Learning Outcomes

Upon successful completion of this module, students should be able to:1. Systematically identify and critically appraise the relevant literature related to the area of interest2. Critically utilize a range of search and storage strategies3. Prepare a concise statement defining the nature and parameters of their research4. Demonstrate and describe the implementation of their research study or critical review in a logical and organised manner5. Identify and resolve any procedural problems associated with their research study or review6. Produce, in standard format, a comprehensive, focused dissertation study demonstrating an objective evaluation of their research or report7. Produce work of a standard that would be considered a suitable draft for publication8. Evaluate the significance of their research or review and assess its potential contribution, with reference to the existing body of knowledge in the relevant area9. Identify appropriate areas for dissemination and further study.

Teaching / Learning Strategy

Using a series of seminars/ workshops, and individual tutorials students will receive appropriate guidance to undertake this process. Using individual and group presentations students will be facilitated in the progress of their work and receive peer and Tutor feedback. The emphasis will however be on the student's independent approach to the dissertation.

Indicative Reading

Indicative Reading Core Reading Carey, M., (2013). The Social Work Dissertation 2nd ed . Maidenhead: Open University Press. Gray, M. & Webb, S.A. (2013) Social Work Theories and Methods, 2nd ed. Palgrave, London Allaine, C. and Malkki. L. (2007). Improvising Theory: Process and Temporality in Ethnographic Fieldwork . The University of Chicago Press. This text is useful as it tracks the fieldwork conversations between a doctoral student and her supervisor. Supplementary Reading Aveyard, H., (2007). Doing a Literature Review in health and Social Care: A Practical Guide . Maidenhead: Open University Press Bell, J., (2005). Doing Your Research Project: A Guide for First Time Researchers in Education and Social Science . 4th ed. Buckingham: Open University Press Biggam, J., (2011). Succeeding with your Master's Dissertation , 2nd ed. Maidenhead: Open University Press Brett Davies, M., (2007) Doing a Successful Research Project: Using Qualitative or Quantitative Methods . Basingstoke: Palgrave MacMillan Bryman, A., (2004) Social Research Methods .2nd ed. Oxford: Oxford University Press Flick, U., (2006). An Introduction to qualitative research 3rd ed. London: Sage Gilbert, N., (2008) Researching Social Life 3rd ed. London: Sage McLaughlin, H., (2007). Understanding Social Work Research . London: Sage Smith, R., (2009). Doing Social Work Research . Maidenhead: Open University Press Whittaker, A., (2009). Research Skills for Social Work . Exeter: Learning Matters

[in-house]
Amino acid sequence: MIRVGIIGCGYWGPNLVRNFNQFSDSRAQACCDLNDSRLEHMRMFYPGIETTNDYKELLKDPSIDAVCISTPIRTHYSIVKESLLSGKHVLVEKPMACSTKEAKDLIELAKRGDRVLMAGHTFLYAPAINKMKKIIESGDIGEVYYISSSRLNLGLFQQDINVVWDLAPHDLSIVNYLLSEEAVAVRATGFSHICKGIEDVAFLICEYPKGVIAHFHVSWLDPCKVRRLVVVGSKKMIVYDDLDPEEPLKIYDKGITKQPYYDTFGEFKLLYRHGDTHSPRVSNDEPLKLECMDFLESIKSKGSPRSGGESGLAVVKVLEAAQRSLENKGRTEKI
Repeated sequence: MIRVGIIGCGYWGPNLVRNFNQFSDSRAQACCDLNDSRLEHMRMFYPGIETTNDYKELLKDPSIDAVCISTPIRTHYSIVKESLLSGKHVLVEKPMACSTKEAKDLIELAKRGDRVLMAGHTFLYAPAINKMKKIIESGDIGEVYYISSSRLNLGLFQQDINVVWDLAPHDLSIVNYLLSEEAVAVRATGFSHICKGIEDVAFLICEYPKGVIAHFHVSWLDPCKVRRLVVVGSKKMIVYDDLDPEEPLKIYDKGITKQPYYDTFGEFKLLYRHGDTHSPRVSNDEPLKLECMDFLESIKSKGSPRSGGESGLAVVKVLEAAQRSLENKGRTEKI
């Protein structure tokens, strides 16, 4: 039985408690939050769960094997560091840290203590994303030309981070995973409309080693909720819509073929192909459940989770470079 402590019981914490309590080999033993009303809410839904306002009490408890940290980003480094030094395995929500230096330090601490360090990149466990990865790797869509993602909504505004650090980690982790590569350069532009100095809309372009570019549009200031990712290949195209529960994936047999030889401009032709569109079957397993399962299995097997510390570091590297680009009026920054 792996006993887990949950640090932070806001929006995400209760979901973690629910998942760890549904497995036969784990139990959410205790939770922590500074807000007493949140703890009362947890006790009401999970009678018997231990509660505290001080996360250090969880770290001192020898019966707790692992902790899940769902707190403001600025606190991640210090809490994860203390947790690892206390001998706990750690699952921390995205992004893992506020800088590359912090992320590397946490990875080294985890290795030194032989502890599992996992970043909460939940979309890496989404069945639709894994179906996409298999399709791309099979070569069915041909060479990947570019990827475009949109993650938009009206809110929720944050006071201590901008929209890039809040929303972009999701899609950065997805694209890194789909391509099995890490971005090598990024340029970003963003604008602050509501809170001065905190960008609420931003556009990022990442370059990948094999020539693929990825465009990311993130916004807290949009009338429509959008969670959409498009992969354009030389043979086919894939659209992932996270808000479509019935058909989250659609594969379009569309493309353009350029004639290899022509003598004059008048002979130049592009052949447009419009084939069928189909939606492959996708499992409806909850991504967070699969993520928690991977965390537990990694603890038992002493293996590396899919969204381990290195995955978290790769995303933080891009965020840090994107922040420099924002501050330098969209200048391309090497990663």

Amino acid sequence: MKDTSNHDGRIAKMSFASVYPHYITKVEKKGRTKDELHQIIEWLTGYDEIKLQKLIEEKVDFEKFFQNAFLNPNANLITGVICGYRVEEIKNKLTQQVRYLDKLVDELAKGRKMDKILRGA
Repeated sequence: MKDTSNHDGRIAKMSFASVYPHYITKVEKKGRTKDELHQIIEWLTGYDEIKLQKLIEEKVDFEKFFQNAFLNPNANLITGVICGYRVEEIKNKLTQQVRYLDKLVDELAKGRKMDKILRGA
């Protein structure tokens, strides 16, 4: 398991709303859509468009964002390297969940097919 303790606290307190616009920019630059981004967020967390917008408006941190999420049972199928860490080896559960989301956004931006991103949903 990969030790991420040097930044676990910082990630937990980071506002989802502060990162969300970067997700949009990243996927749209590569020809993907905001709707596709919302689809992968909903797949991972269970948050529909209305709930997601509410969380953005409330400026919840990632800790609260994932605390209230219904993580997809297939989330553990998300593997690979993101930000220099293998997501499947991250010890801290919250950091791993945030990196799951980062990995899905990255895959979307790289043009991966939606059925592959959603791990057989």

Transferrable Skills

Analytical, argumentative and interpretive skills Capacity to think critically and divergently Problem solving, decision making and negotiating skills Time and workload management Organisational and presentation skills Communication and report writing Using information technology Research design and application Independent study

Module Structure

Activity Total Hours
Seminars (FT) 10.00
Independent Learning (FT) 540.00
Assessment (FT) 50.00

Assessment Methods

Component Duration Weighting Threshold Description
Course Work 01 n/a 100.00 50% Dissertation 12000 words